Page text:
Supply Chain Security Arway, Arthur G. ((HOT))
Jochen Thewes, born 1971, is Chairman of the Board of Management of Schenker AG since September 1, 2015. Jochen, whose roots are in the German city of Rheda-Wiedenbrück, is an internationally recognized supply chain and logistics expert, bringing more than 20 years of senior management expertise and experience in both regional and global positions. Over the past years, he has made significant contributions to DB Schenker, most notably since 2011 in his role as Chief Executive Officer in Singapore in the fast-paced and dynamic Asia/Pacific Region, where he was responsible for 13,000 employees spread across 200 locations in 20 countries. Prior to that, he was Senior Vice President Global Ocean Freight based in the Head Office in Essen/Germany.
supply chain security arway, arthur g.||
Inflation surged in 2021 and persisted at an elevated rate in 2022 as unemployment fell sharply over that period. Both were the result of strong demand and disruptions to supply, which combined to cause considerable tightness in product and labor markets. Output and employment recovered from the pandemic-induced recession of early 2020 and then continued to expand. Ongoing pandemic-related disruptions caused the expansion to be unbalanced, however; soaring demand for goods strained domestic and international supply chains, and labor force participation remained below its prepandemic levels. Those factors contributed to the restrained growth of supply in product and labor markets. As a result, the growth rates of consumer prices, producer prices, and nominal wages increased markedly. The Federal Reserve ended purchases of long-term securities and raised interest rates in 2022.
In 2021, the surge in demand for goods strained domestic and international supply chains, leading to delayed deliveries and shortages of many products. Those disruptions included shortages of semiconductors (key components in automobiles and consumer electronics) and shipping containers. Despite strong demand, domestic production of automobiles declined during the year, falling further below its prepandemic level because of shortages of semiconductors and other supply-side disruptions. Backlogs formed as key U.S. ports struggled to keep up with the elevated volume of imported goods. The lack of availability of construction materials also limited the growth of the supply of new housing and nonresidential structures. Moreover, a shortage of workers in transportation and warehousing compounded those problems with supply chains.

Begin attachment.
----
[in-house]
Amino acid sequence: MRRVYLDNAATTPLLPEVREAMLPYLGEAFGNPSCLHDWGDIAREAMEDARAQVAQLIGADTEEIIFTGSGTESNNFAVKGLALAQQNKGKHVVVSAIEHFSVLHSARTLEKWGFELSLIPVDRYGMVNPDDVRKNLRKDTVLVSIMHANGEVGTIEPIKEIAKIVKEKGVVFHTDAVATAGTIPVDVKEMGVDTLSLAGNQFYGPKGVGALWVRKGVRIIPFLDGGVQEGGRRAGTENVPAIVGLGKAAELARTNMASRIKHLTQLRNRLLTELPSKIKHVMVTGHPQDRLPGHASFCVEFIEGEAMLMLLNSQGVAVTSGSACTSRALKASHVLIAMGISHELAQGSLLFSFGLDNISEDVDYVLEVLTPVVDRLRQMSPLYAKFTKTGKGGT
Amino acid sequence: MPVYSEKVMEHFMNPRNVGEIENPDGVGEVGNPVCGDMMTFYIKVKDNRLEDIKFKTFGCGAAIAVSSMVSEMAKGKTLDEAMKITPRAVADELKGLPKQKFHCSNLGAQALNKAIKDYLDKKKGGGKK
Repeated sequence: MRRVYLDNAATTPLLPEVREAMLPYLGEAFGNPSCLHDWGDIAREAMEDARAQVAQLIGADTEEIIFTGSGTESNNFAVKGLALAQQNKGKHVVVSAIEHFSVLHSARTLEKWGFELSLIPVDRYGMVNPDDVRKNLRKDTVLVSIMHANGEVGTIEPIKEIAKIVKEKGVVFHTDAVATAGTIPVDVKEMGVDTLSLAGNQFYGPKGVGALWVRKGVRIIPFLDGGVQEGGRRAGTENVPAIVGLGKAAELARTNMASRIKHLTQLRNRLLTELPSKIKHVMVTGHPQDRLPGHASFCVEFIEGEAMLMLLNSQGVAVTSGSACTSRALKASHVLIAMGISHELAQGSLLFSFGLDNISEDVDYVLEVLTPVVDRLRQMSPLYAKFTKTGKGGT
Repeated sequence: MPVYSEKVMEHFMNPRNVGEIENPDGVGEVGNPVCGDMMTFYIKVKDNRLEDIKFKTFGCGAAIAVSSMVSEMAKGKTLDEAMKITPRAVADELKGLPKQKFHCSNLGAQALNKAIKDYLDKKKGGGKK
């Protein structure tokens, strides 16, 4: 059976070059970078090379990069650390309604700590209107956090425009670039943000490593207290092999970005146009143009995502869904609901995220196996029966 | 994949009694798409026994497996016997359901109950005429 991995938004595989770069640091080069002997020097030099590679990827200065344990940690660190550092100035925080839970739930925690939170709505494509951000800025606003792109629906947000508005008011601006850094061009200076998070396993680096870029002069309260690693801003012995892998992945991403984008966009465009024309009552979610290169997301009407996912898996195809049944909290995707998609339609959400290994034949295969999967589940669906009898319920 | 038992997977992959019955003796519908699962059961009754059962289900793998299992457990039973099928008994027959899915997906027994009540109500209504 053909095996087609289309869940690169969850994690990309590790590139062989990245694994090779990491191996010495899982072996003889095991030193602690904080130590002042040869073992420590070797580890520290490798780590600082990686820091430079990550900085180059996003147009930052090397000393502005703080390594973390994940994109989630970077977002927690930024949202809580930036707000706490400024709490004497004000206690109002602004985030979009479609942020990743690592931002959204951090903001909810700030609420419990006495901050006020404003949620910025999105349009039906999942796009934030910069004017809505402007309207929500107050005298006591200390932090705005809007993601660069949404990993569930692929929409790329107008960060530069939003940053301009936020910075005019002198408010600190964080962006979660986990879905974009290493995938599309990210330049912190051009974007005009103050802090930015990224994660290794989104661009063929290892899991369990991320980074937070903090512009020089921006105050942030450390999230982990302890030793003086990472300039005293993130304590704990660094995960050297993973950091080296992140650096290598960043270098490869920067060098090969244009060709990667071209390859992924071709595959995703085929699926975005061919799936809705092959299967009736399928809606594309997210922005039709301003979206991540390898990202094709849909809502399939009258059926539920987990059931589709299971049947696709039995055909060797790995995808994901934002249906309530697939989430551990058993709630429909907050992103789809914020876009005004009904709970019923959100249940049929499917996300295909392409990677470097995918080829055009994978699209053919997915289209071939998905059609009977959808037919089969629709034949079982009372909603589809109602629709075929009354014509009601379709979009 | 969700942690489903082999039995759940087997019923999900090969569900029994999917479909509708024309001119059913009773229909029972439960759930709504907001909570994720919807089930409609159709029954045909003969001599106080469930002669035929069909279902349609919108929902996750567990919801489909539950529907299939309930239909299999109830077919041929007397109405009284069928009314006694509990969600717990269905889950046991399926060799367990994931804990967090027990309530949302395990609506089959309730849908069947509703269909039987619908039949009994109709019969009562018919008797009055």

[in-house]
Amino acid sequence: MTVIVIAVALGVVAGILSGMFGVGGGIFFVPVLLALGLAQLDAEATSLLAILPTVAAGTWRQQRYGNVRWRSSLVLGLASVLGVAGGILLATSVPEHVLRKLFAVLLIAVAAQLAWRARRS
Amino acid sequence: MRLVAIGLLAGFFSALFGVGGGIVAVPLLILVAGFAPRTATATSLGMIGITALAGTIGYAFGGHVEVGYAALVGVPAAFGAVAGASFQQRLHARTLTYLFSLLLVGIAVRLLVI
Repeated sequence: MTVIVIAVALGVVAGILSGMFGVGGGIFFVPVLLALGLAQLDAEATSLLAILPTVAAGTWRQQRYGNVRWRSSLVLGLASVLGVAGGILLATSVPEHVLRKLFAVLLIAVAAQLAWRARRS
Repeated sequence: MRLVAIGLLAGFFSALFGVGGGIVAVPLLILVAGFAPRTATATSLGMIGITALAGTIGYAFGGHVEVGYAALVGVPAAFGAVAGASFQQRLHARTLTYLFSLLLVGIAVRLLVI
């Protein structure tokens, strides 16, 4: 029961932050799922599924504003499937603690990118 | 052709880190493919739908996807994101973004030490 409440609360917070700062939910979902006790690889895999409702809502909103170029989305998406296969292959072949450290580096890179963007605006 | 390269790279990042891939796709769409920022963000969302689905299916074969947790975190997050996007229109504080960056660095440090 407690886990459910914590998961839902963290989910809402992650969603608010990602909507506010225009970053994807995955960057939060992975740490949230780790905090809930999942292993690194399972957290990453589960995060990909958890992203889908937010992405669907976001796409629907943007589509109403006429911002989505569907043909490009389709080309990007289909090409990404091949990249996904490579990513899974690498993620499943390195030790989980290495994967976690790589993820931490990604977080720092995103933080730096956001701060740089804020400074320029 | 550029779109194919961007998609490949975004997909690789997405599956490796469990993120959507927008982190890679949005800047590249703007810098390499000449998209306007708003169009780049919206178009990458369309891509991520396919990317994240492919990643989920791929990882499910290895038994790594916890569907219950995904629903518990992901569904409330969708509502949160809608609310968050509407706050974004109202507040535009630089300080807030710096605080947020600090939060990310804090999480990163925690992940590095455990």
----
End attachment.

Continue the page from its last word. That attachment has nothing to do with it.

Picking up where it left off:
CBO projects that the problems with supply chains that impeded U.S trade flows in 2021 peaked late in that year and will continue to ease in 2022. In 2021, strong global demand for goods strained international supply chains, leading to delayed deliveries and shortages of some imported products and hindering the assembly and delivery of some U.S. exports. Those disruptions included shortages of semiconductors (key components in automobiles and consumer electronics) and shipping containers, logjams at key U.S. ports, and labor shortages in the trucking industry. Those developments also resulted in higher import and export prices; the price indexes for imported goods and exported goods rose by 11 percent and 17 percent, respectively, in 2021. CBO expects that those pressures on global supply chains will ease in the coming year as consumer demand continues to shift back to services and away from goods and as labor shortages in the U.S. transportation industry begin to subside.
The speed at which disruptions to supply chains will ease is uncertain. If consumers and businesses return to prepandemic patterns of spending and production quickly, then such disruptions will abate more quickly, and price pressures will ease more quickly, than they otherwise would. But if that transition takes longer than CBO expects, the pressure on those strained supply chains will persist, dampening and delaying consumption and investment and increasing inflationary pressures. If governments abroad relax measures aimed at mitigating the spread of the virus more quickly than the agency expects, then the strain on global supply chains might ease more rapidly. But if governments abroad pursue more aggressive mitigation measures than CBO anticipates, that might further exacerbate disruptions in global supply chains, and production might increase less rapidly than it otherwise would.